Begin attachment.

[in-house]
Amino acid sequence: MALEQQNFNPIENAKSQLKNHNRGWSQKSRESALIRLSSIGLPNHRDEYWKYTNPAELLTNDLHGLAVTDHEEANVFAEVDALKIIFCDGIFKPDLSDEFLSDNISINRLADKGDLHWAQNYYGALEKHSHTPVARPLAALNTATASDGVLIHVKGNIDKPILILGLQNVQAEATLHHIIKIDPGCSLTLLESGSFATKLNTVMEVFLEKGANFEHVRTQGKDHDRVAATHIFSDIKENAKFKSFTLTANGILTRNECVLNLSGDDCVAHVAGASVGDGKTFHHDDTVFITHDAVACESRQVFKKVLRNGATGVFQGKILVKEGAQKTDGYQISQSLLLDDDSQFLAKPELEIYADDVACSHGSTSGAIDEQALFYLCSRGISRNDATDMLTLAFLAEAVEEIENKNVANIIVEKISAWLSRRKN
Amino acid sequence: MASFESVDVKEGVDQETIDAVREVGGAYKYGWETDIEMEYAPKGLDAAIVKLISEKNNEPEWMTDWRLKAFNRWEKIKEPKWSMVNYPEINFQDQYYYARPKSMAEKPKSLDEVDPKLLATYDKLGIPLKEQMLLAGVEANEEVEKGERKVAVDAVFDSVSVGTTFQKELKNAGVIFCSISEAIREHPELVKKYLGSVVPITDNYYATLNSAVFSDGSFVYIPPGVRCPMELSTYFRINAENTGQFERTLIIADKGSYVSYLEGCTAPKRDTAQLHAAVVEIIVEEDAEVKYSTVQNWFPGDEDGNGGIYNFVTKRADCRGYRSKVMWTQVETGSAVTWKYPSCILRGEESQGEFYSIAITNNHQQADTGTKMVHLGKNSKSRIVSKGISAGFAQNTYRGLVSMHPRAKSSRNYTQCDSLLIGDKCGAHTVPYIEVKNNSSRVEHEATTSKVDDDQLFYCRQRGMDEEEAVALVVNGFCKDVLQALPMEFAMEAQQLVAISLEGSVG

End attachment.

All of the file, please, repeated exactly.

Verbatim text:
[in-house]
Amino acid sequence: MALEQQNFNPIENAKSQLKNHNRGWSQKSRESALIRLSSIGLPNHRDEYWKYTNPAELLTNDLHGLAVTDHEEANVFAEVDALKIIFCDGIFKPDLSDEFLSDNISINRLADKGDLHWAQNYYGALEKHSHTPVARPLAALNTATASDGVLIHVKGNIDKPILILGLQNVQAEATLHHIIKIDPGCSLTLLESGSFATKLNTVMEVFLEKGANFEHVRTQGKDHDRVAATHIFSDIKENAKFKSFTLTANGILTRNECVLNLSGDDCVAHVAGASVGDGKTFHHDDTVFITHDAVACESRQVFKKVLRNGATGVFQGKILVKEGAQKTDGYQISQSLLLDDDSQFLAKPELEIYADDVACSHGSTSGAIDEQALFYLCSRGISRNDATDMLTLAFLAEAVEEIENKNVANIIVEKISAWLSRRKN
Amino acid sequence: MASFESVDVKEGVDQETIDAVREVGGAYKYGWETDIEMEYAPKGLDAAIVKLISEKNNEPEWMTDWRLKAFNRWEKIKEPKWSMVNYPEINFQDQYYYARPKSMAEKPKSLDEVDPKLLATYDKLGIPLKEQMLLAGVEANEEVEKGERKVAVDAVFDSVSVGTTFQKELKNAGVIFCSISEAIREHPELVKKYLGSVVPITDNYYATLNSAVFSDGSFVYIPPGVRCPMELSTYFRINAENTGQFERTLIIADKGSYVSYLEGCTAPKRDTAQLHAAVVEIIVEEDAEVKYSTVQNWFPGDEDGNGGIYNFVTKRADCRGYRSKVMWTQVETGSAVTWKYPSCILRGEESQGEFYSIAITNNHQQADTGTKMVHLGKNSKSRIVSKGISAGFAQNTYRGLVSMHPRAKSSRNYTQCDSLLIGDKCGAHTVPYIEVKNNSSRVEHEATTSKVDDDQLFYCRQRGMDEEEAVALVVNGFCKDVLQALPMEFAMEAQQLVAISLEGSVG